R. Kelly’s Publishing Catalog Is for Sale, But What’s It Worth?

As R. Kelly faces a trial in New York on federal

racketeering and sex trafficking charges, with

another trial for similar charges to follow in Chicago,

the singer’s lawyer says that he’s running out of

money. “His funds are depleted,” said

attorney Deveraux Cannick at an Aug. 3 court

hearing, requesting free trial transcripts for his


In jail since July 2019, Kelly hasn’t been able to tour

or release new music. His existing recordings still

generate plenty of revenue that flows to former label

RCA Records — about $1.7 million in the United

States so far this year, Billboard estimates — but the

resulting royalties don’t go into Kelly’s pockets.

That’s because the money has been claimed by both

his former recording studio landlord and a woman

who won a $4 million judgment against him for

allegedly sexually abusing her when she was 16.

Kelly’s financial problems aren’t new: He has owed

millions of dollars in federal and state taxes for over

a decade. In 2019, two months after the explosive

Surviving R. Kelly put the abuse allegations against

Kelly back in the public eye, Kelly told interviewer

Gayle King that he couldn’t afford to pay the

$161,000 he owed in child support and only had

$350,000 in the bank because business associates

had been cheating him for years.


“There are these people — and I don’t even know who

they are — that still have some sort of access or

control of his money and his assets,” says Michael

Leonard, an attorney on Kelly’s forthcoming Chicago

trial. “For 15-20 years, he had no access to the

money. He didn’t even have a cash card. He would

literally have to ask his financial people, ‘Can I have a

couple hundred bucks,’ or, ‘I need a car.’ But he had

no ability to engage in financial transactions, and all

these people around him did. And all these people

around him used all his money and took his money.”


In the past few years, both RCA and Universal Music

Publishing Group have dropped Kelly, although both

still own rights to his work, and he scuttled a planned

tour outside the United States. So, in order to raise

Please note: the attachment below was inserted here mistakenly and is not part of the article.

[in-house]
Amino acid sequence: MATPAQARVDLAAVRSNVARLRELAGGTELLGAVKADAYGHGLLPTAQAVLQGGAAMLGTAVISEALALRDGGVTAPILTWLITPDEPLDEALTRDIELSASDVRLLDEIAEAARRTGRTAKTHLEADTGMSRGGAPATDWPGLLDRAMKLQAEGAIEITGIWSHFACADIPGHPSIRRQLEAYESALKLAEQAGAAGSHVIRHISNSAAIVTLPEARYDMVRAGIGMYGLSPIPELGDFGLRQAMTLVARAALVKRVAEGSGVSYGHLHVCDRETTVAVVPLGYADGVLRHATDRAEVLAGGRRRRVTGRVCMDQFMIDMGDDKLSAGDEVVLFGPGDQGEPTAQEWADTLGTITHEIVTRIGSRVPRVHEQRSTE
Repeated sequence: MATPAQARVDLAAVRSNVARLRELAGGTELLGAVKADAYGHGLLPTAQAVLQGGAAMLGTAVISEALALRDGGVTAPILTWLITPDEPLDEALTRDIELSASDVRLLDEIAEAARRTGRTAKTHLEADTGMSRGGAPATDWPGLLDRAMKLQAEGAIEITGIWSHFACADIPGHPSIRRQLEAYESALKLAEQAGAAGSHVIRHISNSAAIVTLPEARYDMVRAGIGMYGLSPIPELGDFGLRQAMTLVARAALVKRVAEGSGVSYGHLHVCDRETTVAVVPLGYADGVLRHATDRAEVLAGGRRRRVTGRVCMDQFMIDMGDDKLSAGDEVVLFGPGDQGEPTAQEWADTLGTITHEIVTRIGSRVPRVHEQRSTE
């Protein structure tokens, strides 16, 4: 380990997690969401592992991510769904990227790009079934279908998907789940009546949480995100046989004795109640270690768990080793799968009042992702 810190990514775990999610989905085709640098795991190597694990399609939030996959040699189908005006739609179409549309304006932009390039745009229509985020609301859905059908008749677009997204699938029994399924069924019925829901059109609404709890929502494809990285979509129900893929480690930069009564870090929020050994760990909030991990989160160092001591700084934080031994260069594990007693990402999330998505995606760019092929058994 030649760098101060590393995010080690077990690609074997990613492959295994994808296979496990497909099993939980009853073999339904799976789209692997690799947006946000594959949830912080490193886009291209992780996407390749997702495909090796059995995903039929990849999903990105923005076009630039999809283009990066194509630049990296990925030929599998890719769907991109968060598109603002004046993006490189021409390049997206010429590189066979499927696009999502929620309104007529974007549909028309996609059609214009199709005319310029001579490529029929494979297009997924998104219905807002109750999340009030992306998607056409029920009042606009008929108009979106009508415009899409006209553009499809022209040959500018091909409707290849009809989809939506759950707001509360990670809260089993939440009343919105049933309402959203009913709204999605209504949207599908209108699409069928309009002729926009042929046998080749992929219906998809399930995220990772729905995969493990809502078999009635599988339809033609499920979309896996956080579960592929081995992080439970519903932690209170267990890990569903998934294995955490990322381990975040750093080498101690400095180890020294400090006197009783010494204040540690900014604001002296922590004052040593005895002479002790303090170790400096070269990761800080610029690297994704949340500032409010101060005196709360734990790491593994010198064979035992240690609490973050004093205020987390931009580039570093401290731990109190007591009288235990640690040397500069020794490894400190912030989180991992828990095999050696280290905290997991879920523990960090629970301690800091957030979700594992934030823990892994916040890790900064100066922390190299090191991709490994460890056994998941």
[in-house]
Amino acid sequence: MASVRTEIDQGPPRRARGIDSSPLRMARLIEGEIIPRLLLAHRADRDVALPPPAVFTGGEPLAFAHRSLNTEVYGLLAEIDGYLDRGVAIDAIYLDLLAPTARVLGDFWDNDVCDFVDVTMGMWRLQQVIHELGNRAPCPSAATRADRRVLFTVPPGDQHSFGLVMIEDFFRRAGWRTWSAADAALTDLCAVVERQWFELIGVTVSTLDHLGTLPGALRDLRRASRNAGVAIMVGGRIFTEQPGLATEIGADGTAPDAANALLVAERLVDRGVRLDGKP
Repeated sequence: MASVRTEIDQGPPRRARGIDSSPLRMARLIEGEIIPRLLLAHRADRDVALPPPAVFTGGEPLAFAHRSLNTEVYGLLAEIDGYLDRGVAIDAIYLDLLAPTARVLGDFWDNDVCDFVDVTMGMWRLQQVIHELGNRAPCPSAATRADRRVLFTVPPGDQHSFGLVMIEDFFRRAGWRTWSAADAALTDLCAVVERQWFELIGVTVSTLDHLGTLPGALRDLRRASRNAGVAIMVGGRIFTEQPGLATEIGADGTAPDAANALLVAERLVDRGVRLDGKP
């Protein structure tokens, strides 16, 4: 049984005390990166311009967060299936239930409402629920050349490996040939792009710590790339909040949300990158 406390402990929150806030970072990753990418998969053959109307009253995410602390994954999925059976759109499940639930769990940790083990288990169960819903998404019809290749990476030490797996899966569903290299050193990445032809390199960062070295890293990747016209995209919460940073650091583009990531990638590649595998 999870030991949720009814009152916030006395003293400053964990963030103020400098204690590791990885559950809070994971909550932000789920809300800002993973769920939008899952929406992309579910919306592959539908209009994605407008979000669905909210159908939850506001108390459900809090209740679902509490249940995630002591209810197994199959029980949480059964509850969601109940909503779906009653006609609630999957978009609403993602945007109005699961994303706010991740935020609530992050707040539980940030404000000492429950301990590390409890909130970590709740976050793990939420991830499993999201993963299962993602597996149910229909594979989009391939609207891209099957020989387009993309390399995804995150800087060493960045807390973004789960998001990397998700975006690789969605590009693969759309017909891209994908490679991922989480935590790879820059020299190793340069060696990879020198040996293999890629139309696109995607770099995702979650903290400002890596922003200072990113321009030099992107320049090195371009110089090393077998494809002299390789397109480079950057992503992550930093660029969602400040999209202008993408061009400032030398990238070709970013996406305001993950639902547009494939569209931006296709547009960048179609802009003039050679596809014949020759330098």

money, Kelly has been quietly shopping his

publishing catalog, according to two music asset

buyers who were approached about a possible

purchase. Although the catalog includes over a dozen

top 10 Billboard Hot 100 hits recorded by Kelly, as

well as songs for AaliyahMichael Jackson and

others, a buyer hasn’t been found. A representative

for Kelly declined to comment.


“It has been offered to me a number of times by his

team, and of course, I’ve said no for the obvious

reasons,” says Merck Mercuriadis, Hipgnosis Songs

Fund founder and CEO of The Family (Music) Ltd.,

adding that the last discussion took place about six

months ago. Kelly himself sang most of his biggest

hits, and Mercuriadis believes that listeners will have

an even harder time separating the man from his

music if he’s found guilty. “There are incredible

songs in that catalog,” he says, “but why would you

take that kind of risk?”


Another music asset buyer who passed on a purchase

two years ago was even more blunt: “We wouldn’t go

near it with a 10-foot pole.”


Other asset buyers Billboard spoke with say they

haven’t been approached but could potentially be

interested, although they would try to make a deal

quietly in order to avoid attention.


Kelly’s efforts to sell “in an effort to meet some of his

financial obligations” are complicated by the fact he’s

in jail, says Nicole Blank Becker, one of his trial

attorneys who is not involved with the catalog sale

and did not confirm any details. “It’s kind of difficult

to do when you’re in prison and don’t have the ability

to speak to the people that be to assist him with that,”

she said.


What could be for sale? Kelly’s songs released before

2007 — including “Bump N’ Grind,” “I Believe I Can

Fly” and “Ignition (Remix)” — appear to be covered

under a publishing deal that Kelly signed with

Zomba, which Universal Music Group acquired in

2006, along with the rest of BMG Music Publishing.

Some of his post-2007 songs appear to be covered

under a co-publishing deal with UMG, which would

give him a bigger split of songs like “Number One”

and “Good Sex.” So Kelly could sell his 50%

songwriter share from earlier compositions and both

the writer’s share and co-publishing rights to the

later material.


It’s hard to say what these songs are worth now,

though. R&B song catalogs typically sell for a 12-

times multiple of net publisher’s share of gross

profit, but such a successful sole writer could

potentially get 20-times NPS,

which Billboard estimates to be at least $1.05

million, and implies that Kelly’s songs could have

been worth up to $21 million.


The allegations against Kelly would almost certainly

reduce that price significantly. Few movies and

advertisements will presumably want to license

synch rights to his songs. His radio airplay has

diminished 98% since Surviving R. Kelly came out,

and his popularity on on-demand streaming fell

13.5% the year after the documentary (according to

MRC Data), with his streams now growing slower

than streaming overall. Given the accusations and

charges against him, and because he appears to be a

motivated seller, one music asset trader

tells Billboard that Kelly’s catalog would likely only

sell at an eight- to 10-times multiple, or between $8.4

million and $10.5 million. And “if he is guilty,” says a

music publishing executive, “then it is a fire sale.”

What the end result of this calamity will be is

anyone’s guess but it’s safe to say the end may be

near for R. Kelly.


Source: Tyshawn Smith

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